Additionally, the Halkbank case is at a breaking point. The repeated response from the Turkish government has been that “the Biden administration cannot interfere with the judiciary;” Twisting the meaning of separation of powers to use to their advantage. Perhaps there are whispers flying around the ‘palace’ that ‘poor’ Biden does not have the authority to influence Turkey. They certainly said the same about Barack Obama.

Of course, political entities are always trying to find ways to circumvent the law. While President Erdoğan is ready to make any concession on his own defective policies, the S-400 and Halkbank problems are unavoidable thorns. This is the catch in being a so-called partner to Washington, while also being a ‘precious partner’ on Brussels circles.

Such is the process of harmonizing relations with NATO; In other words, the return to exploratory negotiations with Greece after naval quarrels and navtex wars and the promise of not further stirring the waters in the eastern Mediterranean. The U.S. also sees NATO’s fine tuning of Turkish-Russian relations as essential. U.S. efforts to revive the Transatlantic Alliance is a power display for Russia. Such is the reason why they are reminding Turkey of its place in the alliance.

In furtherance of such carrot-and-stick politics, Turkey is hosting talks between the Taliban and the government to encourage them to leave Afghanistan: A carrot.

Next is Syria. After going through the points which the U.S. and Turkey cannot agree on, Secretary Blinken highlighted the countries’ joint interests in Syria and Afghanistan. In an article he wrote for Bloomberg, Erdoğan pointed to Syria as the place where cooperation will re-ferment. On this point the Turkish military presence is valuable in the fight against Syria and its allies.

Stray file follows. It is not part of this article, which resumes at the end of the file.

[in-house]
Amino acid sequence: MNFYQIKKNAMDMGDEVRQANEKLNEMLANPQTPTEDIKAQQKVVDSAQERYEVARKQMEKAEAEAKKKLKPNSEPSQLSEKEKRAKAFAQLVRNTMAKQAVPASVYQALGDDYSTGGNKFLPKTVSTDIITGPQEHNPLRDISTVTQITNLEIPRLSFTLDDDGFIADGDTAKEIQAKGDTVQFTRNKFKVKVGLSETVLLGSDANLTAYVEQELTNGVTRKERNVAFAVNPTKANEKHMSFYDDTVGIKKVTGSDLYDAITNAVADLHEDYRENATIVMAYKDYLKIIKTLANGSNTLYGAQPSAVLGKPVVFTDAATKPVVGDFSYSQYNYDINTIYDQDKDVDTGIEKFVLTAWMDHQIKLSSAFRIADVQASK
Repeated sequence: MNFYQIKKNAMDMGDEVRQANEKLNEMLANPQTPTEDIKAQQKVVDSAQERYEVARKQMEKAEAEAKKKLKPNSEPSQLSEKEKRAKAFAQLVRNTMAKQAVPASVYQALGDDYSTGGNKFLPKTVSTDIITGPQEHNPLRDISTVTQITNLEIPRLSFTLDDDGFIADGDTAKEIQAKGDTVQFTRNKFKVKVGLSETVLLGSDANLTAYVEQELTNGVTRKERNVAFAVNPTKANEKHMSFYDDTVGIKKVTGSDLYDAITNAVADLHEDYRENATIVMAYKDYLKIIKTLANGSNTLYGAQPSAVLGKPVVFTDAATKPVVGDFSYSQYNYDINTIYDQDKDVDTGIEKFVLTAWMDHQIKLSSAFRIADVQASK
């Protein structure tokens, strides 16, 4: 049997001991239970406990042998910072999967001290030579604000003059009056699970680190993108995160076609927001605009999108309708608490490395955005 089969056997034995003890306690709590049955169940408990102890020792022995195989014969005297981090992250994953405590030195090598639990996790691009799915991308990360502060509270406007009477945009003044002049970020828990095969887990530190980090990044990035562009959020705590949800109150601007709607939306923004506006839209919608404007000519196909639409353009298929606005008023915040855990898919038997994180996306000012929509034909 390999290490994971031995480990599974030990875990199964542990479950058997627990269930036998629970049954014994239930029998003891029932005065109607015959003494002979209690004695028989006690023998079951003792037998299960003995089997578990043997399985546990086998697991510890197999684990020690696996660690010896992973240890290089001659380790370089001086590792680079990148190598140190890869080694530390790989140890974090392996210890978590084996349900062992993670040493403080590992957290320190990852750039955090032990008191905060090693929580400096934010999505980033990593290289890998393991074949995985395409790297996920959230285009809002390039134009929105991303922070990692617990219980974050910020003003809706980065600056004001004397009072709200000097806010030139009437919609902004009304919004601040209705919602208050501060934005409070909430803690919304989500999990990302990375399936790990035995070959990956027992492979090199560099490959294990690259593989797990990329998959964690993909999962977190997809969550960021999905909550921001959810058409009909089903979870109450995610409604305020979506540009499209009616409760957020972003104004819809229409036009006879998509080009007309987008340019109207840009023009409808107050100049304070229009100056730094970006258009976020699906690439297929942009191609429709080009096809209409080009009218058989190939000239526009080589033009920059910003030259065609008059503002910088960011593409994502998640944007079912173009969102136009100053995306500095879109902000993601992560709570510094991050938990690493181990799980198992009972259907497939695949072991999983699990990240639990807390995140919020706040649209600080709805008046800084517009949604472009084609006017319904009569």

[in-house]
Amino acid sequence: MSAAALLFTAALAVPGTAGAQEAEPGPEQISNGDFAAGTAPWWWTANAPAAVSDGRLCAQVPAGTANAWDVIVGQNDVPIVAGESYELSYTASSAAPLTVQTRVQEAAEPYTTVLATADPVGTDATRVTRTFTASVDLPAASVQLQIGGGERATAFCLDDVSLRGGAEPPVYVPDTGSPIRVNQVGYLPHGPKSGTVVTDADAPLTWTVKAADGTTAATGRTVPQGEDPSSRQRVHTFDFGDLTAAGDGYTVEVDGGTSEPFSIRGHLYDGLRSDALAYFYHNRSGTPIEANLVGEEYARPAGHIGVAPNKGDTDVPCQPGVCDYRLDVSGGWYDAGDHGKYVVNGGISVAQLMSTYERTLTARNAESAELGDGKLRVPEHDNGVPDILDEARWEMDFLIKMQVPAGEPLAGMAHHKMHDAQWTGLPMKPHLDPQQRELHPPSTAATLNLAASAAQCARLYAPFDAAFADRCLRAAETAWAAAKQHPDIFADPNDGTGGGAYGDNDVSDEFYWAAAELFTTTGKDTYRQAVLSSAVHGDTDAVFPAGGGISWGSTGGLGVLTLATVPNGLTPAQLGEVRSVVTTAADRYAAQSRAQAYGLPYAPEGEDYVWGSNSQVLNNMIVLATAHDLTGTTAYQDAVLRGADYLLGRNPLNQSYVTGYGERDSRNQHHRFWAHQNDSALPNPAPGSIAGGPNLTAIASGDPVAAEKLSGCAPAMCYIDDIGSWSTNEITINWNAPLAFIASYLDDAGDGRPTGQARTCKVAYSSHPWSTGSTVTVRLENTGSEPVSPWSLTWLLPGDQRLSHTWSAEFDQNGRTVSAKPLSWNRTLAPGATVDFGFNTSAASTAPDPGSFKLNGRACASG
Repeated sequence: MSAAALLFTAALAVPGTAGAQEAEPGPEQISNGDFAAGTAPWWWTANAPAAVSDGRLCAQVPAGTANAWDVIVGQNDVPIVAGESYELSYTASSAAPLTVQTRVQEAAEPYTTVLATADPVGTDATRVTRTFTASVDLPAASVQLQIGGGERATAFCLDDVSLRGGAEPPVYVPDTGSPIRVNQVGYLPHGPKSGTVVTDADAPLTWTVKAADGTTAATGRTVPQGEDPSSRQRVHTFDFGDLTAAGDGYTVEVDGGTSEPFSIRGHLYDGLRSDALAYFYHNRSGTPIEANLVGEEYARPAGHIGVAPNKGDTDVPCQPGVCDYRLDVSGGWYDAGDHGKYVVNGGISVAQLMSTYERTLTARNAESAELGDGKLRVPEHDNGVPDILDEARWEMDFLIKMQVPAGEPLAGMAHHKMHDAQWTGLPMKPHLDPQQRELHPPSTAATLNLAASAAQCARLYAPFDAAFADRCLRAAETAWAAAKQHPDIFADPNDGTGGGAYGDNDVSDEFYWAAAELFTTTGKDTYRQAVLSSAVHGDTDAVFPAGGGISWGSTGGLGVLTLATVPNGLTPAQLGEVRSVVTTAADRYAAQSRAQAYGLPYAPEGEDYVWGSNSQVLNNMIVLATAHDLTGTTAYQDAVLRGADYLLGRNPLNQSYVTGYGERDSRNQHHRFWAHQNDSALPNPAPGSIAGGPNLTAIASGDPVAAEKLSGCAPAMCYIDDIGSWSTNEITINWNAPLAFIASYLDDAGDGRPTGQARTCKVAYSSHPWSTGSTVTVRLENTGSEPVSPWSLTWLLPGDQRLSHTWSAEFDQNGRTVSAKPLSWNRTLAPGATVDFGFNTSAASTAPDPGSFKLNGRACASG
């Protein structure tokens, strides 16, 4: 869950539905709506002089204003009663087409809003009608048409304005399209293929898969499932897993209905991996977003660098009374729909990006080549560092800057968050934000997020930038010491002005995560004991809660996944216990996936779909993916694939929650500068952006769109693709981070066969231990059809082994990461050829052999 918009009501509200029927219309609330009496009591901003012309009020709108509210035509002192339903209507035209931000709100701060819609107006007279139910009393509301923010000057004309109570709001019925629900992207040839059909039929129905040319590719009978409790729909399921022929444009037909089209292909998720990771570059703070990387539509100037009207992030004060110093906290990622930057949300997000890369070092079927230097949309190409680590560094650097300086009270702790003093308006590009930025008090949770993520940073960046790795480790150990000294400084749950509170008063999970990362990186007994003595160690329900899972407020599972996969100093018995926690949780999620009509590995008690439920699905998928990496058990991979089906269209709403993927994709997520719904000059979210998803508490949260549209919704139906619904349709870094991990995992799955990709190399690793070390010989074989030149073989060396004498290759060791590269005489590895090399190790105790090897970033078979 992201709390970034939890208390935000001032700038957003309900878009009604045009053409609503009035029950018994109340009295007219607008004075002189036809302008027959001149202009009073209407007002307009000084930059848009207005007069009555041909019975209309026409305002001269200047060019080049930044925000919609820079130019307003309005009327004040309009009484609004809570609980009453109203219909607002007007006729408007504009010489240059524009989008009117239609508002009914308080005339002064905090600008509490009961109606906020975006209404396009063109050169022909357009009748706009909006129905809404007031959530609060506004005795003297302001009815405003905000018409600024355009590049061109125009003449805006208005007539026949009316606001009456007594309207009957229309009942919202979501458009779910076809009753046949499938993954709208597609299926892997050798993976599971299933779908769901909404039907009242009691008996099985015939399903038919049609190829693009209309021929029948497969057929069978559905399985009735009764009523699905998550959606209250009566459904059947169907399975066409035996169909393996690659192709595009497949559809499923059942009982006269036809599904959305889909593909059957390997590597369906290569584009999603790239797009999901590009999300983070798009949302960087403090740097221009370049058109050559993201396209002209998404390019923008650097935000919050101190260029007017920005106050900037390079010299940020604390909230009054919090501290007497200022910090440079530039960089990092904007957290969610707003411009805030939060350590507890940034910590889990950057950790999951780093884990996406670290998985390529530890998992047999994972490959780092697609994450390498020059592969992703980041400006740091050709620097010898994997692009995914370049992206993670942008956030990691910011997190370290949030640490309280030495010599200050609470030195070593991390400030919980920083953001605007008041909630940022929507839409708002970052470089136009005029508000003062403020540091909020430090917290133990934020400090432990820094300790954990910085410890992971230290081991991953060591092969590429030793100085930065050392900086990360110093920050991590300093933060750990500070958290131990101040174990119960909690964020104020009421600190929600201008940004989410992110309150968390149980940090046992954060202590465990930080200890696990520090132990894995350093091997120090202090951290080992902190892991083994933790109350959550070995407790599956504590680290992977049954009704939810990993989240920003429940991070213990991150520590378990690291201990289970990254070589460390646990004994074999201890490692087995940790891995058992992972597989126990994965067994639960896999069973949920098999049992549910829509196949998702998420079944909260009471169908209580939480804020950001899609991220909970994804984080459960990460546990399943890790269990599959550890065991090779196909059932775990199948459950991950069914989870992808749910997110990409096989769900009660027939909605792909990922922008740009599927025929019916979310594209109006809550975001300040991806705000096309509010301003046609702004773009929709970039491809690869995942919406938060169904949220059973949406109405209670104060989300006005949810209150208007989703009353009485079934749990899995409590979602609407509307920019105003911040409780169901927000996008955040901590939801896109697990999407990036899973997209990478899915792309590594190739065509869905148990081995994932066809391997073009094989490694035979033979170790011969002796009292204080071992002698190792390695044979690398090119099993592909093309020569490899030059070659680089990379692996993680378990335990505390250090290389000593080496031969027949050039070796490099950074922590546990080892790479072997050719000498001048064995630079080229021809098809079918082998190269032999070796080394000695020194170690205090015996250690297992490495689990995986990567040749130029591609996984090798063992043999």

The EU is eagerly embracing its role in guiding Turkey, as it is unable to execute foreign policy strategies without the U.S. The EU’s encouragement of Turkey includes authorizing European Commission negotiations regarding the Customs Union, renewing the refugee readmission agreement, and restarting high-level political dialogue.

If tensions are alleviated, Turkey will be praised. Otherwise, reprimand is likely to follow: Bans on exports and imports, travel barriers to undermine the tourism sector, restrictions on cooperation with the European Investment Bank and other financial institutions, which are important in financing energy and infrastructure projects, etc.

Relations with Turkey are being downgraded to trade and security only. Turkey is expected to be a barrier to migrants, stand up to Russia, participate in NATO operations, and provide cheap military power.